Kitchen Island Lighting Ideas
The modern kitchen has become a natural gathering space as the popular “open concept” remains a staple of interior design. Because it’s a room where many events take place, from workday breakfasts to large-scale entertaining, kitchen lighting is perhaps more important than any other room of the home. Not only must there be adequate ambient light, task lighting is key when dealing with sharp knives, boiling water, and other common kitchen jobs. We’ll take you through some tips for getting the light just right in the busiest room in the house.
Often, a kitchen island is rectangular in shape to fit in the kitchen while allowing for easy movement or chairs and stools placed around the block. A linear suspension light is the perfect complement for this shape of island, shining even light along the entire length. Shown: Talo LED Suspension Light by Artemide
In a very long, galley-style kitchen with an expansive island, use two identical linear suspensions mounted side by side to cover your counter from edge to edge in light. This is a modern, streamlined look that can be very dramatic or quite understated depending on the fixture you choose.
Shown: After 8 Linear Pendant Light by Molto Luce
Some linear suspension lights come in the form of multi-light fixtures. This gives the look of many pendants or even a chandelier-like effect with the convenience of installing just one fixture. Some are adjustable at the time of installation so you can customize your look. Shown: Bling Linear Suspension Light by LBL Lighting
Multi-light linear suspensions save you having to measure every inch between lights. But you’ll find linear suspension lights in many varying sizes, so choose one that leaves some space at each end of the island for a balanced look. Aim for having your light fixture(s) take up ⅔ to ¾ the length of the island. Shown: Cielo 3 Pendant Chandelier by Pablo Designs
Image via @lra_architecture
Another great benefit of linear suspension lights is that great ones are designed with an even flow of light built right into the fixture. It takes the pressure off your measuring skills by ensuring each light on the line has a beam that overlaps for uninterrupted illumination. Shown: Suspenders 36 Inch 1 Tier Linear 5 Light LED Suspension System by SONNEMAN Lighting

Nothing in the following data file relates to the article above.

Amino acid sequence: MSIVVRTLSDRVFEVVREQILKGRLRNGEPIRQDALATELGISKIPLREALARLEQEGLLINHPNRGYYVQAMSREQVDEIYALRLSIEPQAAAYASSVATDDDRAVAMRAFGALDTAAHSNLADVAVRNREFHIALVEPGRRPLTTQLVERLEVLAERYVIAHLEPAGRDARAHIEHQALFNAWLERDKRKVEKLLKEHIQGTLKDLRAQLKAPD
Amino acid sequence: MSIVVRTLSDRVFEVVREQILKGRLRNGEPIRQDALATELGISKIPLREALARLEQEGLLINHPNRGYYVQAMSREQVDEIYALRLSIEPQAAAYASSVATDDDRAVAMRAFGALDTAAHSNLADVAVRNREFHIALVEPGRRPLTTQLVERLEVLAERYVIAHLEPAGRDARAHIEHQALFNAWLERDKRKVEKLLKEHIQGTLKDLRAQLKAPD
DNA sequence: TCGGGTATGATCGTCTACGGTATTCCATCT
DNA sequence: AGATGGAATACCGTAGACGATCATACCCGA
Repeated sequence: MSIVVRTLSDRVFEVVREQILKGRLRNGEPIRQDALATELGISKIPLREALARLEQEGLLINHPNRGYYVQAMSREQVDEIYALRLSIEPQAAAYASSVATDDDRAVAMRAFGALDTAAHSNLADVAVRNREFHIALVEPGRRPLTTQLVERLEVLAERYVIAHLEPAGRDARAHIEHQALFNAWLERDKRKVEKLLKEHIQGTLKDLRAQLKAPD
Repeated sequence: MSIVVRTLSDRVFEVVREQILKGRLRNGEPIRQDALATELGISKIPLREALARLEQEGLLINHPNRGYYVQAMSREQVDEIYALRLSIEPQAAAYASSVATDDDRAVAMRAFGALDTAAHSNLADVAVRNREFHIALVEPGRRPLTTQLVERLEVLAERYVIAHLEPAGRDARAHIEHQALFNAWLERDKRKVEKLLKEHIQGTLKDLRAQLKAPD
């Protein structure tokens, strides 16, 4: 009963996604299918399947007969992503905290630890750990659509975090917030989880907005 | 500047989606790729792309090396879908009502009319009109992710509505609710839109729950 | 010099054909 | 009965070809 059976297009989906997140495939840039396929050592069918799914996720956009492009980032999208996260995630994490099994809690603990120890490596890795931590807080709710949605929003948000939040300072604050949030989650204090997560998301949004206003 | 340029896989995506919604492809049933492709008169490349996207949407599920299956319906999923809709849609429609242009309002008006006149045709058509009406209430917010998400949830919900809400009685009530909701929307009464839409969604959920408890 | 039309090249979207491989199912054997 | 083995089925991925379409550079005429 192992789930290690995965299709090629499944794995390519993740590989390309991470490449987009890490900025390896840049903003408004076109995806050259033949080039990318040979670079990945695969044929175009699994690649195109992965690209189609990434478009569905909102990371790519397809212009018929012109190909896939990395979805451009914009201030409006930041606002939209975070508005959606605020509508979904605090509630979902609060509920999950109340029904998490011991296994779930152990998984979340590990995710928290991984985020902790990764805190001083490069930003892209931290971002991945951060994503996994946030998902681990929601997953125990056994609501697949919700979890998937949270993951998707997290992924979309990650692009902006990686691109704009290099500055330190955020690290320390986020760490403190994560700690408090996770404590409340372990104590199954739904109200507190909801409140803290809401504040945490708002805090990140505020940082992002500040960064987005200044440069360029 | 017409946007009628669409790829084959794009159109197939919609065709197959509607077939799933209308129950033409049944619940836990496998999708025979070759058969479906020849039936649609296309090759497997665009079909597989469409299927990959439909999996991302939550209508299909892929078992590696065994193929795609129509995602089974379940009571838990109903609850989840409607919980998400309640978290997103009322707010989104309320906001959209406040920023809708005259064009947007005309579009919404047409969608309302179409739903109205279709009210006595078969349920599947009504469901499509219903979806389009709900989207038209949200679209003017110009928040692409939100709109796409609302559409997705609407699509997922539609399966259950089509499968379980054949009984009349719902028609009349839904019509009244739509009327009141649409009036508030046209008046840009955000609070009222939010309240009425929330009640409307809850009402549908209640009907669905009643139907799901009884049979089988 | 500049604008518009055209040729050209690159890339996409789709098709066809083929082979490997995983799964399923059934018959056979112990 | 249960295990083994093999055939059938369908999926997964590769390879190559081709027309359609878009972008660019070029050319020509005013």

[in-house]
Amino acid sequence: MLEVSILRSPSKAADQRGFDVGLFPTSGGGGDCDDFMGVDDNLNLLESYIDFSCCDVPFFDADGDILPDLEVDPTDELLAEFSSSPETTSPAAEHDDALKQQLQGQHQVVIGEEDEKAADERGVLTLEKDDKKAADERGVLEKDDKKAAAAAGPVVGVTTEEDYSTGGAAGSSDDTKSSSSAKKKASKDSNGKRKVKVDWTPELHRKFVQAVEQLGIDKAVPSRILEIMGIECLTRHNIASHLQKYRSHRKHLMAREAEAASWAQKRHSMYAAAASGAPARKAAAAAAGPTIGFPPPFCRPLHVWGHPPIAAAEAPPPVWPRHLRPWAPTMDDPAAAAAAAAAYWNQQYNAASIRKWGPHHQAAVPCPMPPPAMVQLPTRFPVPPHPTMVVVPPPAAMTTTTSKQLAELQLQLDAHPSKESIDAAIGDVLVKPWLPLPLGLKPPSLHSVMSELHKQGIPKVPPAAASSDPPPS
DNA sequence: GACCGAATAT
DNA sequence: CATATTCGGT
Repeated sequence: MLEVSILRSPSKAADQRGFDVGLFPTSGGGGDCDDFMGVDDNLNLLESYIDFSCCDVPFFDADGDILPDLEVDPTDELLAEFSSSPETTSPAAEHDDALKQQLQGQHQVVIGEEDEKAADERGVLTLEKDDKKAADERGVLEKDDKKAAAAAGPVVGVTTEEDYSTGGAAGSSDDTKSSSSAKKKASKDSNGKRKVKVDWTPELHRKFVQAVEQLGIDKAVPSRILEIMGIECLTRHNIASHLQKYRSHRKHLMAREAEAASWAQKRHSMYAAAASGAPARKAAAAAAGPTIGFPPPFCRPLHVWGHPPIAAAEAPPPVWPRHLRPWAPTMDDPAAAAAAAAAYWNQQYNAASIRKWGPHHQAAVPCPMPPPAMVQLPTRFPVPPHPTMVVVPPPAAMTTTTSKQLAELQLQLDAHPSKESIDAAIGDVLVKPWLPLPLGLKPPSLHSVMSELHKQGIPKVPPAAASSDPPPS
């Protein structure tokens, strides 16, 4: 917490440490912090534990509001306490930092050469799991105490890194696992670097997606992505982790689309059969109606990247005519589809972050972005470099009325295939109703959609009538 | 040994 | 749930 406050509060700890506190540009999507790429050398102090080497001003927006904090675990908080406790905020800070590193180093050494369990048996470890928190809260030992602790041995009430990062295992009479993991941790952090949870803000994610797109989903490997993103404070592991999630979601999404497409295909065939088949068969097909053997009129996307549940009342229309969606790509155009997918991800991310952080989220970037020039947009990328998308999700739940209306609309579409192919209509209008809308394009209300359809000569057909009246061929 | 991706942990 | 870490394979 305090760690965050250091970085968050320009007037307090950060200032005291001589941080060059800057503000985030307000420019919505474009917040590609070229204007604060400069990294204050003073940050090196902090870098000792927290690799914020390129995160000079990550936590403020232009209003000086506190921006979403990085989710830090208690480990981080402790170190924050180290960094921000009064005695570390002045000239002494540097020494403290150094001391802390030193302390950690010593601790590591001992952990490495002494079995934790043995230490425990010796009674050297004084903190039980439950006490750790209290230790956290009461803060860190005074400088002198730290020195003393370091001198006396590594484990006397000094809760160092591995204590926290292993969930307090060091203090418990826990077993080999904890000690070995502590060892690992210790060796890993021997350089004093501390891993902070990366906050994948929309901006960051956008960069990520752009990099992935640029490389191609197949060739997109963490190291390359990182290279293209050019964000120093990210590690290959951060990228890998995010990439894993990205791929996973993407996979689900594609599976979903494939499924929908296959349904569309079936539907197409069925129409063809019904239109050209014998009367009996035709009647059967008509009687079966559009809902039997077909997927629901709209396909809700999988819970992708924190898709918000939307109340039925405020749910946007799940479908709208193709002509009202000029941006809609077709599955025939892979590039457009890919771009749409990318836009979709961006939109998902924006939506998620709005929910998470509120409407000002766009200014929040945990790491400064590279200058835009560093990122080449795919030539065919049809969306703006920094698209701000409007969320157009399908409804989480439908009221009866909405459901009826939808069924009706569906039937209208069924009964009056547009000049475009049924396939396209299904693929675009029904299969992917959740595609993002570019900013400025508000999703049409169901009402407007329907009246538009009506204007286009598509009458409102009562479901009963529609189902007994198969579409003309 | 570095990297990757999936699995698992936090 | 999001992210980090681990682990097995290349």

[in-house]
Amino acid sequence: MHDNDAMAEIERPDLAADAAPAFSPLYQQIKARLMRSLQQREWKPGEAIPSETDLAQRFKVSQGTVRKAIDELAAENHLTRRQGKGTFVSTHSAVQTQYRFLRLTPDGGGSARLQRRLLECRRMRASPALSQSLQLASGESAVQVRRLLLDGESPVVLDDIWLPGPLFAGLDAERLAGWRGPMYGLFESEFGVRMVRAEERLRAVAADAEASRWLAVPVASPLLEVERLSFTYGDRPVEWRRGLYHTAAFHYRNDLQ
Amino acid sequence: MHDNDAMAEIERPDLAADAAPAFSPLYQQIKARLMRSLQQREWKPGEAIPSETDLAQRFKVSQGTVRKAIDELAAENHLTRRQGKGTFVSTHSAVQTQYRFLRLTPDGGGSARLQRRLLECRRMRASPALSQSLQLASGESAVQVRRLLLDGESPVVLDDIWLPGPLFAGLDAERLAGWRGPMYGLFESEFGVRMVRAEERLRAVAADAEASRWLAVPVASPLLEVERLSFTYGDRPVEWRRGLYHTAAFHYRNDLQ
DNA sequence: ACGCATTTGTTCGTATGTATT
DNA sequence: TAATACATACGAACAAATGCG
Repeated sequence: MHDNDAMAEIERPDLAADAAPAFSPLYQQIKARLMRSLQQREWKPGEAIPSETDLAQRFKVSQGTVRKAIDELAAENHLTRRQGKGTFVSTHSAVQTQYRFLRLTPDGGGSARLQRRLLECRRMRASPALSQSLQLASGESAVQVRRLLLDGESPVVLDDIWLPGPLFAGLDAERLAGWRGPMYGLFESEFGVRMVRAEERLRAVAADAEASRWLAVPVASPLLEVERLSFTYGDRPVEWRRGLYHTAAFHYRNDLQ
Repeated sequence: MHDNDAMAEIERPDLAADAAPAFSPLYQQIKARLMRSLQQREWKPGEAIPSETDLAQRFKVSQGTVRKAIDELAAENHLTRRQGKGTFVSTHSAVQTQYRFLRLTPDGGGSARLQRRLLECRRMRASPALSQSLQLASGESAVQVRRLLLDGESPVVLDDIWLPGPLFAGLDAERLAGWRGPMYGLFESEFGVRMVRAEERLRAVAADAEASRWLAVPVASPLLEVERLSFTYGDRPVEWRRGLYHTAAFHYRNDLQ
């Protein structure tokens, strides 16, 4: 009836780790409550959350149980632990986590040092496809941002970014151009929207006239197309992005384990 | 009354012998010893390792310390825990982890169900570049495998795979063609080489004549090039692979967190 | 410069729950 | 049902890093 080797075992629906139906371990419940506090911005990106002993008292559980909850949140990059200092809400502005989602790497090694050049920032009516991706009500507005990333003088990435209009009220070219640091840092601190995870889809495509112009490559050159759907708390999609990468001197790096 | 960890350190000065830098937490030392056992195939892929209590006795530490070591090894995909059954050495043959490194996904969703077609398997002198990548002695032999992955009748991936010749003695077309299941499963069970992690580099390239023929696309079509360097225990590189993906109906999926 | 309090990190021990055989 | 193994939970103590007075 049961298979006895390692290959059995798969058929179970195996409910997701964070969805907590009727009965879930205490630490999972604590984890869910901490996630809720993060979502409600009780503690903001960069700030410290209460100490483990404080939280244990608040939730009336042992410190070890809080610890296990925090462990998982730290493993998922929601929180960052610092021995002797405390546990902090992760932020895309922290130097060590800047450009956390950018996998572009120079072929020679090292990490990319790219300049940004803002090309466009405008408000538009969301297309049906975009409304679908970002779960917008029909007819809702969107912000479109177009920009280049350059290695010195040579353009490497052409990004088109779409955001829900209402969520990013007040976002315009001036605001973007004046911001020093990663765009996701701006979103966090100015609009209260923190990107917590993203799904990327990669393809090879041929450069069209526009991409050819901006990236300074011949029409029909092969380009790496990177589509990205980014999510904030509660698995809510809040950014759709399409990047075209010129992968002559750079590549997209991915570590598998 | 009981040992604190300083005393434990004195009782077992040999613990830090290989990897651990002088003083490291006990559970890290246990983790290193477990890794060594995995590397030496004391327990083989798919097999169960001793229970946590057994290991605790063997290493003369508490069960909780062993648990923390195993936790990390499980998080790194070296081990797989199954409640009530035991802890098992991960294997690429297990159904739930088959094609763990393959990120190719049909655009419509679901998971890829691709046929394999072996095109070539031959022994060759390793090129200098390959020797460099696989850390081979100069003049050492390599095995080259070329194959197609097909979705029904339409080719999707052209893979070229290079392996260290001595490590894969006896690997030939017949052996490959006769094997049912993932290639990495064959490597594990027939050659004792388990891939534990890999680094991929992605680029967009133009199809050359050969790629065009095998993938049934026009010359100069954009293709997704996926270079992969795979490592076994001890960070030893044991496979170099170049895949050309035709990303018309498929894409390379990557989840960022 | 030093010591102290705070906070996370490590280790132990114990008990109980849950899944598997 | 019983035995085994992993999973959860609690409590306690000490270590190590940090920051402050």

You may find well-designed lights add more than just downlighting for tasks. As with any ambient or double-duty lighting, install the fixture on its own dimmer switch for total mood control. While you may not be able to control individual lights on the fixture itself, being able to lower the whole light comes in handy for adjusting the overall atmosphere. Shown: Suspenders 36 Inch 3 Bar Offset Linear 9 Light LED Suspension System by SONNEMAN Lighting
Linear suspension lights like these may have fewer lights built in, but the beam spread of the LED panels still provides even coverage. LED lights allow for the thinnest possible panels in lighting design, so there’s a look out there for every design aesthetic. Shown: Brevis LED Linear Pendant Light by Cerno
While slim LED panels might be the latest technology, and are capable of futuristic or unusual shapes and configurations, you can still find many designs with a warm, more classic look. LEDs don’t produce the same amount of heat as incandescent lights, so you’ll find many real wood designs that were never before possible.
Shown: Vix 5 Light LED Linear Pendant Light by Cerno
Pendant lighting is also a popular choice for lighting islands. If you’re at a loss for arranging pendants, good rule of thumb is to hang them in odd-numbered groupings. Although this doesn’t have to be the case, groupings of three or five are common and simple to achieve; you can measure from the center of the island to find your thirds or fifths. Shown: Alina Grande Pendant Light by Tech Lighting
When selecting pendants for a linear configuration, feel free to select different silhouettes and hang the fixtures at varying heights. How much you want them to match is up to your style; more eclectic aesthetics can get away with a lot of shapes or colors, while a more modern look might stick to just a few variations. Shown: Tom Dixon Beat Light Collection
Image via Eric Olsen Design